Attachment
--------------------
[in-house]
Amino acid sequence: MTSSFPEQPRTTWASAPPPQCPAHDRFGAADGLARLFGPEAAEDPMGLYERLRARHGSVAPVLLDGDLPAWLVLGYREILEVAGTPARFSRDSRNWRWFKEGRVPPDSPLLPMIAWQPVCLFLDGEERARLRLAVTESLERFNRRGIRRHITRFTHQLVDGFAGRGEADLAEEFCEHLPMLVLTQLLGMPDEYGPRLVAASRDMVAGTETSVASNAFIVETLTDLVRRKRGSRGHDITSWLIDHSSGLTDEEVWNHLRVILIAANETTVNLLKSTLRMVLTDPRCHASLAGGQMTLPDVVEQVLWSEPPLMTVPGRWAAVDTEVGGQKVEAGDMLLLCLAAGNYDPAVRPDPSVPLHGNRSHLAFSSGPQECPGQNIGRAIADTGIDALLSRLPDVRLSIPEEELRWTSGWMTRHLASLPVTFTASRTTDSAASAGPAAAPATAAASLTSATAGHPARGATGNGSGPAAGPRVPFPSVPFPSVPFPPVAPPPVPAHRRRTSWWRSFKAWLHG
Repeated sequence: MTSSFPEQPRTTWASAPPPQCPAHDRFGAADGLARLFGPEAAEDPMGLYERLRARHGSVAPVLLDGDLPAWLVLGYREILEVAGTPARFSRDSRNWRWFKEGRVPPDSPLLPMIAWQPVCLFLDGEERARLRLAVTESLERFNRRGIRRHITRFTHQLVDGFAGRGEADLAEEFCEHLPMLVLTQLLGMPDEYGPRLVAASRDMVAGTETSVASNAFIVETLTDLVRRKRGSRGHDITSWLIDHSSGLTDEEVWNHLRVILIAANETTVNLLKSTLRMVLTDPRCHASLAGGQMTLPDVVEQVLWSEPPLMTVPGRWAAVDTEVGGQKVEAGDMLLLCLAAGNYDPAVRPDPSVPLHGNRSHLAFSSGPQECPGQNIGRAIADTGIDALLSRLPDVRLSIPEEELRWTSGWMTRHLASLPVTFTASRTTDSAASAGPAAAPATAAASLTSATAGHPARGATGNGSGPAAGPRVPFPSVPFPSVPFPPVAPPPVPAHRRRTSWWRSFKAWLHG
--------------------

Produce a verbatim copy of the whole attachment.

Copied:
[in-house]
Amino acid sequence: MTSSFPEQPRTTWASAPPPQCPAHDRFGAADGLARLFGPEAAEDPMGLYERLRARHGSVAPVLLDGDLPAWLVLGYREILEVAGTPARFSRDSRNWRWFKEGRVPPDSPLLPMIAWQPVCLFLDGEERARLRLAVTESLERFNRRGIRRHITRFTHQLVDGFAGRGEADLAEEFCEHLPMLVLTQLLGMPDEYGPRLVAASRDMVAGTETSVASNAFIVETLTDLVRRKRGSRGHDITSWLIDHSSGLTDEEVWNHLRVILIAANETTVNLLKSTLRMVLTDPRCHASLAGGQMTLPDVVEQVLWSEPPLMTVPGRWAAVDTEVGGQKVEAGDMLLLCLAAGNYDPAVRPDPSVPLHGNRSHLAFSSGPQECPGQNIGRAIADTGIDALLSRLPDVRLSIPEEELRWTSGWMTRHLASLPVTFTASRTTDSAASAGPAAAPATAAASLTSATAGHPARGATGNGSGPAAGPRVPFPSVPFPSVPFPPVAPPPVPAHRRRTSWWRSFKAWLHG
Repeated sequence: MTSSFPEQPRTTWASAPPPQCPAHDRFGAADGLARLFGPEAAEDPMGLYERLRARHGSVAPVLLDGDLPAWLVLGYREILEVAGTPARFSRDSRNWRWFKEGRVPPDSPLLPMIAWQPVCLFLDGEERARLRLAVTESLERFNRRGIRRHITRFTHQLVDGFAGRGEADLAEEFCEHLPMLVLTQLLGMPDEYGPRLVAASRDMVAGTETSVASNAFIVETLTDLVRRKRGSRGHDITSWLIDHSSGLTDEEVWNHLRVILIAANETTVNLLKSTLRMVLTDPRCHASLAGGQMTLPDVVEQVLWSEPPLMTVPGRWAAVDTEVGGQKVEAGDMLLLCLAAGNYDPAVRPDPSVPLHGNRSHLAFSSGPQECPGQNIGRAIADTGIDALLSRLPDVRLSIPEEELRWTSGWMTRHLASLPVTFTASRTTDSAASAGPAAAPATAAASLTSATAGHPARGATGNGSGPAAGPRVPFPSVPFPSVPFPPVAPPPVPAHRRRTSWWRSFKAWLHG